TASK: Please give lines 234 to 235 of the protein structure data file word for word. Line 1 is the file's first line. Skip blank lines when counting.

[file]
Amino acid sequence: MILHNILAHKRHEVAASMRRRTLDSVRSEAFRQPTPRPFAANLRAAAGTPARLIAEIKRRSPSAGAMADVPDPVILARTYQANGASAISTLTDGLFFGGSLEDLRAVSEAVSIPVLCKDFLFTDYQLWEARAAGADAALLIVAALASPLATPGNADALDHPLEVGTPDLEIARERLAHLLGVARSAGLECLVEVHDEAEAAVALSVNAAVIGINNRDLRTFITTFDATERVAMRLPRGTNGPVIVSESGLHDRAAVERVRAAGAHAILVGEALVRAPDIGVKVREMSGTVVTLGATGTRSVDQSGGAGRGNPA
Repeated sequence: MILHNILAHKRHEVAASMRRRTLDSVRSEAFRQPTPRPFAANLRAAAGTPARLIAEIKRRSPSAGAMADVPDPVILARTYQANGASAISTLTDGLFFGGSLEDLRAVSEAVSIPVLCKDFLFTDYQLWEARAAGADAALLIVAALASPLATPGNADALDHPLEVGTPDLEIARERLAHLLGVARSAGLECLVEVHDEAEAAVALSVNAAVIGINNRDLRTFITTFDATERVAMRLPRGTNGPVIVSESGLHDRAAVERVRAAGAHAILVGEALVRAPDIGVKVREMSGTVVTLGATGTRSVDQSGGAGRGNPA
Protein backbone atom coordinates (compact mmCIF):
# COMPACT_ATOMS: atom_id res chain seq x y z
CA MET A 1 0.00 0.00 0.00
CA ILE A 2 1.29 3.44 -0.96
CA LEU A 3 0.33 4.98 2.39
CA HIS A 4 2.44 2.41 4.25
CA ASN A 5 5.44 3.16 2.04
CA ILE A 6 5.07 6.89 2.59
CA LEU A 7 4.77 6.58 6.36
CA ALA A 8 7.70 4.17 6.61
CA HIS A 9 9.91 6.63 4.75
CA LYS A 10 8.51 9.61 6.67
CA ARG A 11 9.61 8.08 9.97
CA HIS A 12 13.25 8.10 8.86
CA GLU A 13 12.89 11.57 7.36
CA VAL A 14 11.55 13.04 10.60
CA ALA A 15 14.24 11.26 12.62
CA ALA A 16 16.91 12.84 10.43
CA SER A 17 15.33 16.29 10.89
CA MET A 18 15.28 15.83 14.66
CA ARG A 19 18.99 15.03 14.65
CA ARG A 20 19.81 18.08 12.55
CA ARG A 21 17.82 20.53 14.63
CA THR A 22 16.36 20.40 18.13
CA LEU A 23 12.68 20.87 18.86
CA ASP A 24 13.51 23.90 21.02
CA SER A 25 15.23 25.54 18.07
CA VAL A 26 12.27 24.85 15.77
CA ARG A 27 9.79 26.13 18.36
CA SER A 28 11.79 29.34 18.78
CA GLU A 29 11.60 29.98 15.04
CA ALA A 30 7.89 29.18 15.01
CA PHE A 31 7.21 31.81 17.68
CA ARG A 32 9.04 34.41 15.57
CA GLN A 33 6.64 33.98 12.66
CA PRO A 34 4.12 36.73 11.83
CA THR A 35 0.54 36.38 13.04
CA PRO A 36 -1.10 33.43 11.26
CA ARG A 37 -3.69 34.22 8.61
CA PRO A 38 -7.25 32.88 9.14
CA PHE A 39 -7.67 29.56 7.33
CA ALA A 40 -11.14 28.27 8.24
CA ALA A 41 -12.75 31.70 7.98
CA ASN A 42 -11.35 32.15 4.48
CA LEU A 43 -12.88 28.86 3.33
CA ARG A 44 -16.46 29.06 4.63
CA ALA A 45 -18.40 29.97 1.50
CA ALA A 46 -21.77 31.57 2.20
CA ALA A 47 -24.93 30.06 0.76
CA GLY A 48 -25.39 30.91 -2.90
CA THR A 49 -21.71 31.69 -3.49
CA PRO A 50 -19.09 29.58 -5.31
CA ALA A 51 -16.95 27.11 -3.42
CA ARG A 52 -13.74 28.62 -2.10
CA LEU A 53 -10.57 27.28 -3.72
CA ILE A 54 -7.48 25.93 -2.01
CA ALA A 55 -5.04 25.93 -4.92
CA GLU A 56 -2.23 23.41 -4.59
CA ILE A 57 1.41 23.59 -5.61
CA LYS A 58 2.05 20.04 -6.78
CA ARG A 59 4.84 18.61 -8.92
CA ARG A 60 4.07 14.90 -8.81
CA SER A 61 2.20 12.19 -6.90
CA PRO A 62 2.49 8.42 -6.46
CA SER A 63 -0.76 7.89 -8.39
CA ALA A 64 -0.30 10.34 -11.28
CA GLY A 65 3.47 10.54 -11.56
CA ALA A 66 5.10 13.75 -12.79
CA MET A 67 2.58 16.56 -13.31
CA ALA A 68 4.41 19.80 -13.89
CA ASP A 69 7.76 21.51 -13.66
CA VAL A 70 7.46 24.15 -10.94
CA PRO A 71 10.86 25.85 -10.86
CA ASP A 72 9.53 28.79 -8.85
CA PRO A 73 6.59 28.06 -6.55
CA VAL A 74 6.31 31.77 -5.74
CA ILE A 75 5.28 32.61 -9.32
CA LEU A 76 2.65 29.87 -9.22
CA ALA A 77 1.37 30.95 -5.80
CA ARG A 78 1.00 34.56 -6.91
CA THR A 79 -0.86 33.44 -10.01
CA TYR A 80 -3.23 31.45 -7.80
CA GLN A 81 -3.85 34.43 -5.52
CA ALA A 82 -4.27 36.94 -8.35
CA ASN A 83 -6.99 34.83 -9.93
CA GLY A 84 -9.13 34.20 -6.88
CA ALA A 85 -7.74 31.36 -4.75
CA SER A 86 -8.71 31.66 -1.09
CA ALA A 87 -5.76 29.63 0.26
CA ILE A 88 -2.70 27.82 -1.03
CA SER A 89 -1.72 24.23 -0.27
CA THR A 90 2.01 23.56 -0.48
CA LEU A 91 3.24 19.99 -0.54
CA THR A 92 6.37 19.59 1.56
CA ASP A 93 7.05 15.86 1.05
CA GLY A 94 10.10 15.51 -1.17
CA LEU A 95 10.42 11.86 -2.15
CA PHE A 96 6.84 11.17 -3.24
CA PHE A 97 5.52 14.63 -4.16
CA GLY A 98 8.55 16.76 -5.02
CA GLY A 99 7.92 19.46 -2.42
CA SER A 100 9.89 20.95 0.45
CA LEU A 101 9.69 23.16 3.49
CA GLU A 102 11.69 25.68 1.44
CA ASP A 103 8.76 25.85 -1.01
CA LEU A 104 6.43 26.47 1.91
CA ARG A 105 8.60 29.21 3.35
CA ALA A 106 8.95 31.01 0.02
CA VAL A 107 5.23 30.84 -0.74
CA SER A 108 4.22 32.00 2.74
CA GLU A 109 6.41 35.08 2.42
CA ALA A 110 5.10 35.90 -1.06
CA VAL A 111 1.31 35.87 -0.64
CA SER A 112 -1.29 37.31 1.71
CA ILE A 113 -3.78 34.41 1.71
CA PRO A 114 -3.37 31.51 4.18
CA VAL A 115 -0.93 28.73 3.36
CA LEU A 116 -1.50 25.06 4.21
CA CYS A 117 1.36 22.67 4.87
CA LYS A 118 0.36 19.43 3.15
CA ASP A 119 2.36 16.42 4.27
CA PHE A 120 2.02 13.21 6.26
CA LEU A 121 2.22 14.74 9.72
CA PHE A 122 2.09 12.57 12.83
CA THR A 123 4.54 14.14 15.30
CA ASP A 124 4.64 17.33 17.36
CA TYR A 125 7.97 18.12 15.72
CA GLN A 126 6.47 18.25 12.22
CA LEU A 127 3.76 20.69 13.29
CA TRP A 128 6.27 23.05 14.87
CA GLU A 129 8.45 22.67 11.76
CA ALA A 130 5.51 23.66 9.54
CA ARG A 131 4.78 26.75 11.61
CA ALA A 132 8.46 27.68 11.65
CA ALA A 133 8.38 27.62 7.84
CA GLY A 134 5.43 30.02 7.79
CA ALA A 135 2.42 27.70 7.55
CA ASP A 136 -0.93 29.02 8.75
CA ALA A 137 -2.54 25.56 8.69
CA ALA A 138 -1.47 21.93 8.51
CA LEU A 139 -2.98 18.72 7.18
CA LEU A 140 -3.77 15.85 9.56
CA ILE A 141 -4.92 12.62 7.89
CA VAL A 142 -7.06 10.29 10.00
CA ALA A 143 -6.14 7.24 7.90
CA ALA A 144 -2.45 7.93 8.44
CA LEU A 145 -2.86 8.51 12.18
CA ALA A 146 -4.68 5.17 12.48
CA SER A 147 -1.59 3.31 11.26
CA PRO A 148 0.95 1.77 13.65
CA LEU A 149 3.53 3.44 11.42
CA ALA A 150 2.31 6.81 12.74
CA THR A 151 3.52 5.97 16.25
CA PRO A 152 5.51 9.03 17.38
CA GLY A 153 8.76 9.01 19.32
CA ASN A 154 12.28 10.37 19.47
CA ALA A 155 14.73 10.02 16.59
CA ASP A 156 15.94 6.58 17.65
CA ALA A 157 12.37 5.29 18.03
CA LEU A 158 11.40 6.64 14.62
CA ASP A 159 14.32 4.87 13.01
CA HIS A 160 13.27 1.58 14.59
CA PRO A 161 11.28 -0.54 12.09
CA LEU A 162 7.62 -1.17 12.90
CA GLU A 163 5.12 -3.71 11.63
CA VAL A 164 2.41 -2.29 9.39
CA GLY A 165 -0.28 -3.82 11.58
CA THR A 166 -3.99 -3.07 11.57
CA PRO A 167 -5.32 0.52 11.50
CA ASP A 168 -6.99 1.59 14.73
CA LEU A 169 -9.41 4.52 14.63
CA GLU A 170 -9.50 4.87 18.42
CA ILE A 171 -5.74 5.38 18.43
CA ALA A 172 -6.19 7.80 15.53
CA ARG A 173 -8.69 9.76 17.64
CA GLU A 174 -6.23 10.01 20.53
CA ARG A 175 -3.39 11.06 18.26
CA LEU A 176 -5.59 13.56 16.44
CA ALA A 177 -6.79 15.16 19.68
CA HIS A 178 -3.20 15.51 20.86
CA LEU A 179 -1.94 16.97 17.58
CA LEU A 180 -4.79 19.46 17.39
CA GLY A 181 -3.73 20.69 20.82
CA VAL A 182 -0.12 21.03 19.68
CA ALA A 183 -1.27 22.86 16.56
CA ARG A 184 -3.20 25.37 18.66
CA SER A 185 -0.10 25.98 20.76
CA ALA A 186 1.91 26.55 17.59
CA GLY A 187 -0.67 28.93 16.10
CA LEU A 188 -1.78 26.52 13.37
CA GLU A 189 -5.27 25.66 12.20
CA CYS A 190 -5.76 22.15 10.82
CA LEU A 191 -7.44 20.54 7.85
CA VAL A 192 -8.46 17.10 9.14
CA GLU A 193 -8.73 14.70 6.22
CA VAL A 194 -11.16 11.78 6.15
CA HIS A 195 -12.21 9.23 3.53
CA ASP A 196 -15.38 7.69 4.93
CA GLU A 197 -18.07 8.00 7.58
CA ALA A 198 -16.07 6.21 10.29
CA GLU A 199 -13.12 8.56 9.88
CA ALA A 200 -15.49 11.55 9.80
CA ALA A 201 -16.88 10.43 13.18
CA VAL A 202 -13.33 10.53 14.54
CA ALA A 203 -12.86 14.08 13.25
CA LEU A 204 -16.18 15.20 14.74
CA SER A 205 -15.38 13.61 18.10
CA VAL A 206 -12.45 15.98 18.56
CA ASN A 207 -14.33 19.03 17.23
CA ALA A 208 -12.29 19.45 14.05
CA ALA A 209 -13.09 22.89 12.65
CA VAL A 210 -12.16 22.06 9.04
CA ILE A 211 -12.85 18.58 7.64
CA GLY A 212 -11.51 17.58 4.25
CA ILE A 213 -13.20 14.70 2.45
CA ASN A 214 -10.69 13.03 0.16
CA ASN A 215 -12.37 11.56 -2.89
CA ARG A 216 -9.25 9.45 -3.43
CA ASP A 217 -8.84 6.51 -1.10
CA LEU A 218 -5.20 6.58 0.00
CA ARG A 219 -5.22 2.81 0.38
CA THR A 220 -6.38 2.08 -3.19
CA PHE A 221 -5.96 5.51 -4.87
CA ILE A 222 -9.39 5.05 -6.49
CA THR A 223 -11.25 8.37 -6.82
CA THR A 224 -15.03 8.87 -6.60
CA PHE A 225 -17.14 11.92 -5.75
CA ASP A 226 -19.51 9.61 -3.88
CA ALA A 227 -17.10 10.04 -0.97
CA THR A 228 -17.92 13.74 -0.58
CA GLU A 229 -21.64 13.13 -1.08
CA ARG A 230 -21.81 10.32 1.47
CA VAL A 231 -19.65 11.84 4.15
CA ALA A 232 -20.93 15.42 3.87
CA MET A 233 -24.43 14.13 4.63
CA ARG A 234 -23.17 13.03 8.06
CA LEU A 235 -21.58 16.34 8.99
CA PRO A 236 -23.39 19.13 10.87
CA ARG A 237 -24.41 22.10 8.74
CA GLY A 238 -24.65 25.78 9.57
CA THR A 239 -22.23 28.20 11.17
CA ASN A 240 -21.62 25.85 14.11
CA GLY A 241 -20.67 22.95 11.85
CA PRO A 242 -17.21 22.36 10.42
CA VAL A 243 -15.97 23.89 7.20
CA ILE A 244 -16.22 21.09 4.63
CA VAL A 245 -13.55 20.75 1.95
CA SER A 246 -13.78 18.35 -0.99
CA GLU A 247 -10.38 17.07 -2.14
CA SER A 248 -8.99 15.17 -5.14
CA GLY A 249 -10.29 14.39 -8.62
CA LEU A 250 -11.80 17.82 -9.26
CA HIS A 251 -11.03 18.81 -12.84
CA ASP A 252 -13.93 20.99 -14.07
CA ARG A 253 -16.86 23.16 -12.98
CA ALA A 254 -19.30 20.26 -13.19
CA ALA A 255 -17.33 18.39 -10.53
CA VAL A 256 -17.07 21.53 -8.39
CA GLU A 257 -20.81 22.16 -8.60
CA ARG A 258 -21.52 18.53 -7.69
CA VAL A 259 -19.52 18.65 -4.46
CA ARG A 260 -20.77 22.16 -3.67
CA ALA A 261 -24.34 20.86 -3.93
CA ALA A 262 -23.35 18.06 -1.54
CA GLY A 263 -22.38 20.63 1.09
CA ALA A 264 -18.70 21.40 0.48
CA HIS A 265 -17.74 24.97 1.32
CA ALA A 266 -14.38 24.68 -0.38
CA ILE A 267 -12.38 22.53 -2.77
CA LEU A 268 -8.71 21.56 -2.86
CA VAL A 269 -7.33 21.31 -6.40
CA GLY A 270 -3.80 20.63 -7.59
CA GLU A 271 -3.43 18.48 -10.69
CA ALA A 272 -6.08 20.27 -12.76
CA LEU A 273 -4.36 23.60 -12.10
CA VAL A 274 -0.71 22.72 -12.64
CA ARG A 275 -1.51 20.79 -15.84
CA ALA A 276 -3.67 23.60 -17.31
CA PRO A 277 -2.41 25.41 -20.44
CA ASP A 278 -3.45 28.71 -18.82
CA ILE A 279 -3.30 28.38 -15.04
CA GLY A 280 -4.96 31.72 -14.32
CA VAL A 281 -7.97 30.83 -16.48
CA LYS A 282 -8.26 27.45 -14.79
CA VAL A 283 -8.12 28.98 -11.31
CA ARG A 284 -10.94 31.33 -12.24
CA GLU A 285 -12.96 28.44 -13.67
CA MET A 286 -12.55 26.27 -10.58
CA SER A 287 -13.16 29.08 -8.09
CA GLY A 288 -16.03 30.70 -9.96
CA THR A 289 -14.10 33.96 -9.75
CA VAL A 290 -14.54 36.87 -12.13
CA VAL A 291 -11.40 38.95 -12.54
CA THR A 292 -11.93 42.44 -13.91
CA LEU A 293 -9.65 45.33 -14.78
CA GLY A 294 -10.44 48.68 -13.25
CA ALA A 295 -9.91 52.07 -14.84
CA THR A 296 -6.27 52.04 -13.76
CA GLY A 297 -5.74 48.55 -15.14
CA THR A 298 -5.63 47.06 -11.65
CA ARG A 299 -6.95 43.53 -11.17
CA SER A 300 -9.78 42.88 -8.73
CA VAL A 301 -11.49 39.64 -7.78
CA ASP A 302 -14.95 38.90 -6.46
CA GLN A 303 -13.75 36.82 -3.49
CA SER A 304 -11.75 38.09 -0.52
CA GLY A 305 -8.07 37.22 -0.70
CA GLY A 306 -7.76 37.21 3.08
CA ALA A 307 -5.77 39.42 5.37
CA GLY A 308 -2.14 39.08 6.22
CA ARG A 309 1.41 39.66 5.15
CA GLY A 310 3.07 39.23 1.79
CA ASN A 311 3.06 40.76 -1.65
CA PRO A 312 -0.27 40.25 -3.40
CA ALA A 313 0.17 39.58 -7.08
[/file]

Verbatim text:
CA ARG A 230 -21.81 10.32 1.47
CA VAL A 231 -19.65 11.84 4.15